Disappointed with StockStock

By , 19 December 2005 4:06 pm

A few months ago I entered the StockStock film festival. It sounds a good idea – they choose a bunch of video from the Internet Archive and anyone who stumps up $20 gets a copy of their chosen material on tape. The entrant then gets a few weeks to edit it in to something interesting before posting back a completed entry.

So why am I disappointed? Because it seems that despite their novel use of archive footage they seem locked in a weird time warp when it comes to communication and sharing.

  • They provide email addresses, yet have never once replied to any of my emailed questions.
  • They don’t even acknowledge receipt of submissions, let alone provide feedback to entrants.
  • They listed the names of the entrants whose work was selected for screening, but nothing at all about the videos.
  • They have not provided any way of contacting other entrants.
  • They have not even mentioned how many entrants they had.
  • Worst of all, they have not provided any way for interested viewers to see or discuss the entries other than attending a one-off screening in Seattle last September.

This is crazy. I understand that my entry was probably not good enough to make the screening, but how can I get any better with neither feedback nor the ability to see the work of other entrants?

By diligent web searching, I have managed to find a very small number of other entrants who have made their entries from this year’s competition available on-line:

While searching, I also found a few entries from last year, too, but still no official page, or links.

A few others have mentioned their entries, but not (yet) made them available:

If any readers know of any others, please let me know and I’ll add to this list.

And to the stockstock folks, if you read this:

You have a fantastic opportunity to connect a thriving community of movie editors, please don’t waste it by being a black hole and thinking that one screening (to what, a few hundred people?) is the end of the road. Share the love.

DivX 6.1 released… and yes it works with the new Dr. | Dr. DivX 2.0

By , 18 December 2005 10:24 am

I don’t tend to use the divx codec much at the moment, but it’s still interesting to note that that a new version is available. Anyone interested in playing with this generally well-regarded codec should probably get a copy.

Read more at: DivX 6.1 released… and yes it works with the new Dr. | Dr. DivX 2.0

Lots of articles at eventdv.net

By , 16 December 2005 9:05 pm

Definately worth a look; Eventdv.net has a steadily growing collection of digital video related articles. I’m still working my way through them . . .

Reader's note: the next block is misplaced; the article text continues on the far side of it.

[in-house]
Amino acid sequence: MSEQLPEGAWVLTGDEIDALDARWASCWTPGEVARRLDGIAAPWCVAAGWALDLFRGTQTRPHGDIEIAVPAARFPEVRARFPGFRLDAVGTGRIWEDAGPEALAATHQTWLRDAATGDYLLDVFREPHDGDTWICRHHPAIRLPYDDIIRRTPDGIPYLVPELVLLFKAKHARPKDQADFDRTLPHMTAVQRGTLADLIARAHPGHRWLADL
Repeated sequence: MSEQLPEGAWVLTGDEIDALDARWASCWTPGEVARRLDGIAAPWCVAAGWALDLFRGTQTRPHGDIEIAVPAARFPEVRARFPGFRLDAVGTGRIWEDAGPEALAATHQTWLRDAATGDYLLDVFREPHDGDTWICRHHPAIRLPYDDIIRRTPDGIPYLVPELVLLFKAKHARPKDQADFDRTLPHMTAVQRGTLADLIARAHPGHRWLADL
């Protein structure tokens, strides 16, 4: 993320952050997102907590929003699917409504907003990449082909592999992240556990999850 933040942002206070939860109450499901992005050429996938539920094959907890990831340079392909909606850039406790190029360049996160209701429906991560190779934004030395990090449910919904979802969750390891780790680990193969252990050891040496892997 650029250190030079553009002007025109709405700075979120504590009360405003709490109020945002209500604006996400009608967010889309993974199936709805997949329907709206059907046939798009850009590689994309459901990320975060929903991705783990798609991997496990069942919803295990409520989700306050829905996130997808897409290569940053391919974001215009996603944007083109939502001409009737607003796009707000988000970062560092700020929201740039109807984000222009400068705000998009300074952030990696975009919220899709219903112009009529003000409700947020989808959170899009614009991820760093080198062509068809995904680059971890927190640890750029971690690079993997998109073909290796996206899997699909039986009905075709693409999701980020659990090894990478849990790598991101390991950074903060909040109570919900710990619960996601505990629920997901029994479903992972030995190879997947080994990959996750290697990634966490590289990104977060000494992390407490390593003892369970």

Learning How to Make a Visually Compelling Film

By , 13 December 2005 8:07 pm

Tips on filmmaking are always welcome. If you have some time to spare, why not take a listen to this recent Cinema Minima podcast about Learning How to Make a Visually Compelling Film.

fantastic resource for accents

By , 13 December 2005 11:37 am

I love accents and regional dialects, so I was enthralled to find IDEA, the International Dialects of English Archive. There are some interesting samples available, but unfortunately they seem to have a somewhat harsh view on what you can do with them. There also seems some confusion on what rights they give out. The above “copyright” page states:

You may play an IDEA recording or text file in a lecture, class, training session, or workshop directly from the internet, or your students may do so from their own individual terminals, without obtaining special permission; but distributing copies of them either by disc or by digital file, requires special permission and the payment of an appropriate fee.

Yet the front page of the site states:

Once you have chosen a recording to download, simply click on it and save it — at no cost to you!

And when you get to a page of samples it states even more forcefully:

**IMPORTANT** In order to properly play these soundfiles, you must first save them to your hard drive! Please right-click on the desired sample and choose to save it to your computer. Our server does not support streaming audio at this time.

I leave it to you to work out what you actually may or may not do.

Via Complications ensue.

Detailled review of “Digital Video Hacks”

By , 7 December 2005 10:58 am

The always thoughtful Robert Nagle (a.k.a idiotprogrammer) has just published a detailled and useful review of Digital Video Hacks by Joshus Paul from O’Reilly.

I’ve been meaning to take a look at this book for a while – I’ve thoroughly enjoyed some of the other books in their “hacks ” series. Robert’s review not only waxes enthusiastic about this book, but includes a bunch of useful references and comparisons too.

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